Tessarek, C; Fladischer, S; Dieker, C; Sarau, G; Hoffmann, B; Bashouti, M; Göbelt, M; Heilmann, M; Latzel, M; Butzen, E; Figge, S; Gust, A; Höflich, K; Feichtner, T; Büchele, M; Schwarzburg, K; Spiecker, E; Christiansen, S


    Vertically aligned hexagonal InN nanorods were grown mask-free by conventional metal-organic vapor phase epitaxy without any foreign catalyst. The In droplets on top of the nanorods indicate a self-catalytic vapor-liquid-solid growth mode. A systematic study on important growth parameters has been carried out for the optimization of nanorod morphology. The nanorod N-polarity, induced by high temperature nitridation of the sapphire substrate, is necessary to achieve vertical growth. Hydrogen, usually inapplicable during InN growth due to formation of metallic indium, and silane are needed to enhance the aspect ratio and to reduce parasitic deposition beside the nanorods on the sapphire surface. The results reveal many similarities between InN and GaN nanorod growth showing that the process despite the large difference in growth temperature is similar. Transmission electron microscopy, spatially resolved energy-dispersive X-ray spectroscopy, X-ray diffraction, X-ray photoelectron spectroscopy, and Raman spectroscopy have been performed to analyze the structural properties. Spatially resolved cathodoluminescence investigations are carried out to verify the optical activity of the InN nanorods. The InN nanorods are expected to be the material of choice for high-efficiency hot carrier solar cells.

  9. Impact of growth mode, phase, and rate on the metabolic state of the extremely thermophilic archaeon Pyrococcus furiosus. (United States)

    Khatibi, Piyum A; Chou, Chung-Jung; Loder, Andrew J; Zurawski, Jeffrey V; Adams, Michael W W; Kelly, Robert M


    The archaeon Pyrococcus furiosus is emerging as a metabolic engineering platform for production of fuels and chemicals, such that more must be known about this organism's characteristics in bioprocessing contexts. Its ability to grow at temperatures from 70 to greater than 100°C and thereby avoid contamination, offers the opportunity for long duration, continuous bioprocesses as an alternative to batch systems. Toward that end, we analyzed the transcriptome of P. furiosus to reveal its metabolic state during different growth modes that are relevant to bioprocessing. As cells progressed from exponential to stationary phase in batch cultures, genes involved in biosynthetic pathways important to replacing diminishing supplies of key nutrients and genes responsible for the onset of stress responses were up-regulated. In contrast, during continuous culture, the progression to higher dilution rates down-regulated many biosynthetic processes as nutrient supplies were increased. Most interesting was the contrast between batch exponential phase and continuous culture at comparable growth rates (∼0.4 hr-1 ), where over 200 genes were differentially transcribed, indicating among other things, N-limitation in the chemostat and the onset of oxidative stress. The results here suggest that cellular processes involved in carbon and electron flux in P. furiosus were significantly impacted by growth mode, phase and rate, factors that need to be taken into account when developing successful metabolic engineering strategies. © 2017 Wiley Periodicals, Inc.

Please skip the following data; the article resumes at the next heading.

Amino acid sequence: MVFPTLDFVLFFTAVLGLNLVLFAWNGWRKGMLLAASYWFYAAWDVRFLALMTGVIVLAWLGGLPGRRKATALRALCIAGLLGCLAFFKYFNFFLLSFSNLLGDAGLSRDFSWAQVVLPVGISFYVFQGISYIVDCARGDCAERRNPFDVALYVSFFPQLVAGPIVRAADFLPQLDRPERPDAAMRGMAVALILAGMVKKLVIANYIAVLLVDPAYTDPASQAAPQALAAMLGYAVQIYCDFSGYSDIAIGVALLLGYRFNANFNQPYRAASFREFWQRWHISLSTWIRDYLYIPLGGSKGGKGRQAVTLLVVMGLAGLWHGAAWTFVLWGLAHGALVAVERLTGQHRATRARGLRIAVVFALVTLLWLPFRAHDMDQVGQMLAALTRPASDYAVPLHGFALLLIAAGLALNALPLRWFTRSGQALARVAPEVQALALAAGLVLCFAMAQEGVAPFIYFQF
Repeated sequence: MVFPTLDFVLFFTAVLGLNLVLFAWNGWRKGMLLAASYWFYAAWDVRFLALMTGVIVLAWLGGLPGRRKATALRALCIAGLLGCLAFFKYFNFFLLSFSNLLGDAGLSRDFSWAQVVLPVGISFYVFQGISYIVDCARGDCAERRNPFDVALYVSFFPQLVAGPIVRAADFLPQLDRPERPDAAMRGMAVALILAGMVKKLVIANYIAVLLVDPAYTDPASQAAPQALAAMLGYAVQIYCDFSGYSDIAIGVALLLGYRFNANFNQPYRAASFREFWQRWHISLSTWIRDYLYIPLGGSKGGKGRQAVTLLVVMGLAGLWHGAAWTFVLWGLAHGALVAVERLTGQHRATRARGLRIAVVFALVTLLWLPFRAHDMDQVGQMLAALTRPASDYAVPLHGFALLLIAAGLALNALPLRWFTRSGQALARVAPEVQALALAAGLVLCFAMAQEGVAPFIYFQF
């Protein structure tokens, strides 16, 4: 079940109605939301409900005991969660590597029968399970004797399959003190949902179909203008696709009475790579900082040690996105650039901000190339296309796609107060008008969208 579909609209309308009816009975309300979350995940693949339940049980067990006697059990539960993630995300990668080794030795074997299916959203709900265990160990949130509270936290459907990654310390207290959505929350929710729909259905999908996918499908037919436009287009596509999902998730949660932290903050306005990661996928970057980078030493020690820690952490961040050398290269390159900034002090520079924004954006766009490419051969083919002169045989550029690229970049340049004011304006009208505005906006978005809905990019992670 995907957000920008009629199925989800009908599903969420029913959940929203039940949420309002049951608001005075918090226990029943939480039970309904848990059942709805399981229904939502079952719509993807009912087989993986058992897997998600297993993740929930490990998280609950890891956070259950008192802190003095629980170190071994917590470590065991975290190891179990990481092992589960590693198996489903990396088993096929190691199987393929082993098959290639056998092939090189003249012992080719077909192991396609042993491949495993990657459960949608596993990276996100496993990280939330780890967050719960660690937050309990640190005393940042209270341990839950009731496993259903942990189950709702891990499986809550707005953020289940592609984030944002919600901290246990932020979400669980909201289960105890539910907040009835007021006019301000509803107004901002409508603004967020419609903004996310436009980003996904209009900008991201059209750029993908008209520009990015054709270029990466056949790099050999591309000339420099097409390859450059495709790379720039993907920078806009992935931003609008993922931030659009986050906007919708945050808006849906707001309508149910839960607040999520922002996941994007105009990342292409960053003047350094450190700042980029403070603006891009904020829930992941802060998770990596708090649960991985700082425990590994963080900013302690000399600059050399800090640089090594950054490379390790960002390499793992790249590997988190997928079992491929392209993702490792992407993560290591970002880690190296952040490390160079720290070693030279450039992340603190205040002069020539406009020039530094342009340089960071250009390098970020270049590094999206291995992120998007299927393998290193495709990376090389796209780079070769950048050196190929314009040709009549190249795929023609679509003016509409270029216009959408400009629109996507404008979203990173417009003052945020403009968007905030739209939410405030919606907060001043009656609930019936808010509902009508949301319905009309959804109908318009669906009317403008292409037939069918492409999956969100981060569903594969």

10. Increase of vitamin D2 by UV-B exposure during the growth phase of white button mushroom (Agaricus bisporus)

    DEFF Research Database (Denmark)

    Kristensen, Hanne; Rosenqvist, Eva S. K.; Jakobsen, Jette


    Background: Mushrooms are the only non-animal food source of vitamin D. Wild mushrooms have naturally high vitamin D2 content, and cultivated mushrooms produce vitamin D2 from ergosterol when exposed to supplementary UV-B during the post-harvest phase. Objectives: This study investigated...... the effects of providing supplementary UV-B during the growth phase on vitamin D2 formation and the interactions with growth of mushrooms, as compared to supplementary UV-B during the post-harvest phase or exposure to sunlight for both cultivated and wild mushrooms. Methods: Experiments were carried out...... with exposure to supplementary UV-B just prior to harvest in the range of 0-2,400 mJ cm-2. Mushrooms grew for 2 days with or without repeated UV-B exposure each day. Vitamin D2 and growth rate were determined. Some mushrooms were post-harvest treated by exposure at 200 mJ cm-2 supplementary UV-B or natural...

  11. Studies of Nucleation and Growth, Specific Heat and Viscosity of Undercooled Melts of Quasicrystal and Polytetrahedral-Phase Forming Alloys (United States)

    Kelton, K. F.; Gangopadhyay, Anup K.; Lee, G. W.; Hyers, Robert W.; Rathz, T. J.; Robinson, Michael B.; Rogers, Jan R.


    From extensive ground based work on the phase diagram and undercooling studies of Ti-Zr-Ni alloys, have clearly identified the composition of three different phases with progressively increasing polytetrahedral order such as, (Ti/Zr), the C14 Laves phase, and the i-phase, that nucleate directly from the undercooled liquid. The reduced undercooling decreases progressively with increasing polytetrahedral order in the solid, supporting Frank s hypothesis. A new facility for direct measurements of the structures and phase transitions in undercooled liquids (BESL) was developed and has provided direct proof of the primary nucleation of a metastable icosahedral phase in some Ti-Zr-Ni alloys. The first measurements of specific heat and viscosity in the undercooled liquid of this alloy system have been completed. Other than the importance of thermo-physical properties for modeling nucleation and growth processes in these materials, these studies have also revealed some interesting new results (such as a maximum of C(sup q, sub p) in the undercooled state). These ground-based results have clearly established the necessary background and the need for conducting benchmark nucleation experiments at the ISS on this alloy system.